The buzz option on a multimeter is really useful because it tells you immediately when there is a short, without you having to read the resistance reading on the display.
The following circuits use a similar idea except that they don't check for shorts, but let you listen to digital signals in your circuit.
The main use for this circuit I have at the moment is to listen to the ICSP signal from MPLAB X when programming a chip. MPLAB X can take quite a while before it has re-built the code (C) and then started the programmer (software) and then gets around to do the actual programming (a different piece of software). All the while you are left staring at the screen waiting for the "programming complete" message to appear!
Then you can test the code out - probably finding that you left out a tiny action and therefore have to go through the whole process again!
This listener circuit lets you forget about MPLAB X so you can do another task such as examining the code you are writing or reading the datasheet etc. Since you can listen for the end of programming using this circuit it means you can save some time which is always a good thing.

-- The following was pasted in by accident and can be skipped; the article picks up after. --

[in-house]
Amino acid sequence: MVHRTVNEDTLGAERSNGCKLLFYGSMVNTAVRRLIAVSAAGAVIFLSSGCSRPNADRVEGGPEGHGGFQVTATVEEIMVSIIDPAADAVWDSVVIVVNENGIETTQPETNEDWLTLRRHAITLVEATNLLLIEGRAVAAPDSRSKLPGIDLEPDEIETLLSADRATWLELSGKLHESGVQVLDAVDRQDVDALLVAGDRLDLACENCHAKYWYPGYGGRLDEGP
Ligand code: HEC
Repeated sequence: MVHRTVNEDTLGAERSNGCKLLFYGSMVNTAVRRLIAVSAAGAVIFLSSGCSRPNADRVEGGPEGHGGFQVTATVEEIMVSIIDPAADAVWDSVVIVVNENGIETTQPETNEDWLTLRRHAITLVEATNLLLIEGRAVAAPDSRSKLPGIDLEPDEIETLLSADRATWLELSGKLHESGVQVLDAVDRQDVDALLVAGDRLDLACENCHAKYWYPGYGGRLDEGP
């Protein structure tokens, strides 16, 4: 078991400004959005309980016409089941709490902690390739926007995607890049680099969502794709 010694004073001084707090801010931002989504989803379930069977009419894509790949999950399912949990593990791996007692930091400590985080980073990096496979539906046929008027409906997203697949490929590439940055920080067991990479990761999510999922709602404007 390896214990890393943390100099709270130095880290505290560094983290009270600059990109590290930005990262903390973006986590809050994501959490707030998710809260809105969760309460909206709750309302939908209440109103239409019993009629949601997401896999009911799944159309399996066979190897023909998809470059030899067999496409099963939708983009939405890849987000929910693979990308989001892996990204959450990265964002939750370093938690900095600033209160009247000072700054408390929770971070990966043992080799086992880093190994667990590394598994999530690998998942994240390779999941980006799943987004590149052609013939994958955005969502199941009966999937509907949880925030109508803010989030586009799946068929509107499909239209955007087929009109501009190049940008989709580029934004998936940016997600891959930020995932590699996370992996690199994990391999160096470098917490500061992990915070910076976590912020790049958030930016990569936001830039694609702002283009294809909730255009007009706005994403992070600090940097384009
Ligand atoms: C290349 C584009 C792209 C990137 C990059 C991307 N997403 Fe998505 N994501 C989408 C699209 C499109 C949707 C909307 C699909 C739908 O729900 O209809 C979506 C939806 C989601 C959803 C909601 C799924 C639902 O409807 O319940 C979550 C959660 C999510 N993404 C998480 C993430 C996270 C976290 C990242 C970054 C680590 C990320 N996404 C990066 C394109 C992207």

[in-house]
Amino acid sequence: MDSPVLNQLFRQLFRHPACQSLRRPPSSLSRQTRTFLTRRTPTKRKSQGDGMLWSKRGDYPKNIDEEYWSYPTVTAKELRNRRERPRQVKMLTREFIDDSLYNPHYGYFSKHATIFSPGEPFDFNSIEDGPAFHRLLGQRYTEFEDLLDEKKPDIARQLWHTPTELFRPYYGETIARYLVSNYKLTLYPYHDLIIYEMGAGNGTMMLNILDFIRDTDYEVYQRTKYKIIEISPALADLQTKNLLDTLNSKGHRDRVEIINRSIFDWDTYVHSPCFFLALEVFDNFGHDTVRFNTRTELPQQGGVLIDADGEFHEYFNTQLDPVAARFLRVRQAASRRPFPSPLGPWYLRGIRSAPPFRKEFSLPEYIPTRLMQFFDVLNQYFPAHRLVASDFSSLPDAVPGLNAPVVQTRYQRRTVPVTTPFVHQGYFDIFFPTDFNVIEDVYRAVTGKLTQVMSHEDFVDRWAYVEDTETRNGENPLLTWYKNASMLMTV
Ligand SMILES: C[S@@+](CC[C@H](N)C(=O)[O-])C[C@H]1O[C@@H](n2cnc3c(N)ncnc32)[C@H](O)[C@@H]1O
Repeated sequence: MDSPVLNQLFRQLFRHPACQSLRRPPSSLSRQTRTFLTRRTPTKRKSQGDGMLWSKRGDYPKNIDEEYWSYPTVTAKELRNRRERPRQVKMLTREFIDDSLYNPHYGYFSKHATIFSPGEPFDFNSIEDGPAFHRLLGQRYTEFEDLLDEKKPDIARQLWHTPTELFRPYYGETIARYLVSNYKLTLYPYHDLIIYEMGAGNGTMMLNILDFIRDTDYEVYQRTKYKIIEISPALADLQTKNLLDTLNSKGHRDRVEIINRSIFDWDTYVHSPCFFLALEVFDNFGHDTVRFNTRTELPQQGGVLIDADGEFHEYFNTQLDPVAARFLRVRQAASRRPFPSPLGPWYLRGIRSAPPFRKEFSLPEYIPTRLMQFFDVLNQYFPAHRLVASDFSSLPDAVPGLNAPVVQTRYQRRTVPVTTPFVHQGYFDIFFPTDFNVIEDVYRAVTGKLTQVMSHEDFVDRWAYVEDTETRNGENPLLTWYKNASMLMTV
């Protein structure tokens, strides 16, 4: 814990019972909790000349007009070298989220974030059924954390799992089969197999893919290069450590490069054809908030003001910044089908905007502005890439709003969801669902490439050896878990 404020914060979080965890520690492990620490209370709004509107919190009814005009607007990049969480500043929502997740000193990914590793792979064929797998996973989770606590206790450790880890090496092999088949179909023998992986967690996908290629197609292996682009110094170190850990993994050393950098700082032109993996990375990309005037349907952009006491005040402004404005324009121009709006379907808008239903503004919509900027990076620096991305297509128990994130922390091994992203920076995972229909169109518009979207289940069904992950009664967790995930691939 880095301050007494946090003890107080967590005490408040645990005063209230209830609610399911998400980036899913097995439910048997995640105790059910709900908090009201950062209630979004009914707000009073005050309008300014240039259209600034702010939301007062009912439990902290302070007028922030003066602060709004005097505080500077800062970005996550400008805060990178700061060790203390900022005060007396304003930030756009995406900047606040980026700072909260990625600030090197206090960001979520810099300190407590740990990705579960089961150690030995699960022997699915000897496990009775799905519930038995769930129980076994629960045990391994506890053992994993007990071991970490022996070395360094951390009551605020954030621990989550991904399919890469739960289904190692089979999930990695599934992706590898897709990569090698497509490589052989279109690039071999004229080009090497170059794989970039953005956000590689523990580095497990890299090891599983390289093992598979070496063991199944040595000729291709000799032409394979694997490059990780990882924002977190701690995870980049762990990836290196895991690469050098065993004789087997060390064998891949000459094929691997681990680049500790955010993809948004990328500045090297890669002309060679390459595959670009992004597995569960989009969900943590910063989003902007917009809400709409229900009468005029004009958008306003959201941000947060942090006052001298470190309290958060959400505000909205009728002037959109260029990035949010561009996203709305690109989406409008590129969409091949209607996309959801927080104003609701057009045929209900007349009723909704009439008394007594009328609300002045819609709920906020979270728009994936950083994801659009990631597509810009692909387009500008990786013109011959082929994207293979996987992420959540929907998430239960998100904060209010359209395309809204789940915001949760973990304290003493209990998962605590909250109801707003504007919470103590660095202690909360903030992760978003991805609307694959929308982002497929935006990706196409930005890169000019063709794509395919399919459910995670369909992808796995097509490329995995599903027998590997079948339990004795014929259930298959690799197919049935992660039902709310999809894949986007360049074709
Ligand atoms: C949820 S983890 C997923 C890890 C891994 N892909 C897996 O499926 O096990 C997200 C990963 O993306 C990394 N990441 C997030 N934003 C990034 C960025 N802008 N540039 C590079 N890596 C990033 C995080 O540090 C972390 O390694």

Figure 1 shows use of a digital logic FET that has, as you would expect, a gate voltage that is sensitive to logic levels. For the 2N7000 Vgs is between 0.8V and 3.0V - if you need 3v3 logic the 2N7002 has Vgs from 1V to 2.5V but for typical values the typical Vgs for both parts is 2.1V
The 2N7000 is very useful as it does not draw current through the gate so it can be attached to any (logic) signal in your system. This is in contrast to the circuit shown in Figure 2 where a darlington pair is used - in this case a small current is drawn through the base via the 1k resistor
The darlington pair (Figure 2) stops too much current being drawn through the base (as is the case when a single transistor is used) since the Beta (current gain) of each transistor multiplies the other. It is similar in operation to the FET except that its trigger voltage is ~1.4V.
If you want to listen to different signals (perhaps they occur at different times) e.g. ISCP and serial output then Figure 3 shows how to use two diodes as a diode-OR gate.
Note: you can use a piezo crystal (mine was attached to the case of an old watch which meant it should be louder - but it was still too quiet!)
Note: you can use any old NPN transistor eg, with Beta 100 or better.
Arduino Battery Charger: A very useful project that lets you charge 'un-rechargeable' alkaline batteries!
The Essential Guide to the 74HC595; What it is and how you can easily use one in any of your projects.
How to use the MCP23017 to increase your I/O by 16 pins (or more) and use its interrupt system.